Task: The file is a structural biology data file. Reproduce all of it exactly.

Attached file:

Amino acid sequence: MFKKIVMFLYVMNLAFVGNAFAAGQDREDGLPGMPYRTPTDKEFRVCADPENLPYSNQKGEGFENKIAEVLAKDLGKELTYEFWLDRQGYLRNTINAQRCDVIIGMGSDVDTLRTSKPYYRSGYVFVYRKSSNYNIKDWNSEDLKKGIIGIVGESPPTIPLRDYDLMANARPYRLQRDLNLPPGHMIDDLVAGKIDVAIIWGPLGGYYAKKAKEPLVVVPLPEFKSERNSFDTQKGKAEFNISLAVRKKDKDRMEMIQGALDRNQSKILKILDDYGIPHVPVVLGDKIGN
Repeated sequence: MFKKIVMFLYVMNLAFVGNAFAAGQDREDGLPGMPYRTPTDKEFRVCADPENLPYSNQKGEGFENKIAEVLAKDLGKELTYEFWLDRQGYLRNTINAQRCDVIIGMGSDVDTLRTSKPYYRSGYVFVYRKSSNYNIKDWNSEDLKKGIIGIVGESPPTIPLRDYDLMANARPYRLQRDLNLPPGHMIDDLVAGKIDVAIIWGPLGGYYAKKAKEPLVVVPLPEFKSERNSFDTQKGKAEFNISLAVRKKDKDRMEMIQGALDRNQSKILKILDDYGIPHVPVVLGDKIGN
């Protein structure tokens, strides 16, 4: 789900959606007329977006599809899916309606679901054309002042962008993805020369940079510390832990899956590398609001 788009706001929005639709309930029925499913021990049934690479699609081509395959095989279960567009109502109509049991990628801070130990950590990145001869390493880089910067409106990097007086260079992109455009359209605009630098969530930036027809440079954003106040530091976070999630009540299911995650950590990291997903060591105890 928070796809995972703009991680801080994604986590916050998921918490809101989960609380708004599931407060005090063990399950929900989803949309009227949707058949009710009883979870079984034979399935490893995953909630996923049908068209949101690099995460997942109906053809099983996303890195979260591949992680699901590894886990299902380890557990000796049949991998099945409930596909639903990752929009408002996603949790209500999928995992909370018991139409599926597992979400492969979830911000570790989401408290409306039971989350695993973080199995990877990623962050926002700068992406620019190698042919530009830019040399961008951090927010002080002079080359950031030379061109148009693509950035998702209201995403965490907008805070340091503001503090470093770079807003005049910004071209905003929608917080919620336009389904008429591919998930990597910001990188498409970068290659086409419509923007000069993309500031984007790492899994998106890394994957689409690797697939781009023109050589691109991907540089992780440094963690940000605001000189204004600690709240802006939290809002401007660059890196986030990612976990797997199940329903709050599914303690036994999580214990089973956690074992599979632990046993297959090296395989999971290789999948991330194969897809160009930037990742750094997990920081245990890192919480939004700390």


Amino acid sequence: MFKKIVMFLYVMNLAFVGNAFAAGQDREDGLPGMPYRTPTDKEFRVCADPENLPYSNQKGEGFENKIAEVLAKDLGKELTYEFWLDRQGYLRNTINAQRCDVIIGMGSDVDTLRTSKPYYRSGYVFVYRKSSNYNIKDWNSEDLKKGIIGIVGESPPTIPLRDYDLMANARPYRLQRDLNLPPGHMIDDLVAGKIDVAIIWGPLGGYYAKKAKEPLVVVPLPEFKSERNSFDTQKGKAEFNISLAVRKKDKDRMEMIQGALDRNQSKILKILDDYGIPHVPVVLGDKIGN
Repeated sequence: MFKKIVMFLYVMNLAFVGNAFAAGQDREDGLPGMPYRTPTDKEFRVCADPENLPYSNQKGEGFENKIAEVLAKDLGKELTYEFWLDRQGYLRNTINAQRCDVIIGMGSDVDTLRTSKPYYRSGYVFVYRKSSNYNIKDWNSEDLKKGIIGIVGESPPTIPLRDYDLMANARPYRLQRDLNLPPGHMIDDLVAGKIDVAIIWGPLGGYYAKKAKEPLVVVPLPEFKSERNSFDTQKGKAEFNISLAVRKKDKDRMEMIQGALDRNQSKILKILDDYGIPHVPVVLGDKIGN
């Protein structure tokens, strides 16, 4: 789900959606007329977006599809899916309606679901054309002042962008993805020369940079510390832990899956590398609001 788009706001929005639709309930029925499913021990049934690479699609081509395959095989279960567009109502109509049991990628801070130990950590990145001869390493880089910067409106990097007086260079992109455009359209605009630098969530930036027809440079954003106040530091976070999630009540299911995650950590990291997903060591105890 928070796809995972703009991680801080994604986590916050998921918490809101989960609380708004599931407060005090063990399950929900989803949309009227949707058949009710009883979870079984034979399935490893995953909630996923049908068209949101690099995460997942109906053809099983996303890195979260591949992680699901590894886990299902380890557990000796049949991998099945409930596909639903990752929009408002996603949790209500999928995992909370018991139409599926597992979400492969979830911000570790989401408290409306039971989350695993973080199995990877990623962050926002700068992406620019190698042919530009830019040399961008951090927010002080002079080359950031030379061109148009693509950035998702209201995403965490907008805070340091503001503090470093770079807003005049910004071209905003929608917080919620336009389904008429591919998930990597910001990188498409970068290659086409419509923007000069993309500031984007790492899994998106890394994957689409690797697939781009023109050589691109991907540089992780440094963690940000605001000189204004600690709240802006939290809002401007660059890196986030990612976990797997199940329903709050599914303690036994999580214990089973956690074992599979632990046993297959090296395989999971290789999948991330194969897809160009930037990742750094997990920081245990890192919480939004700390």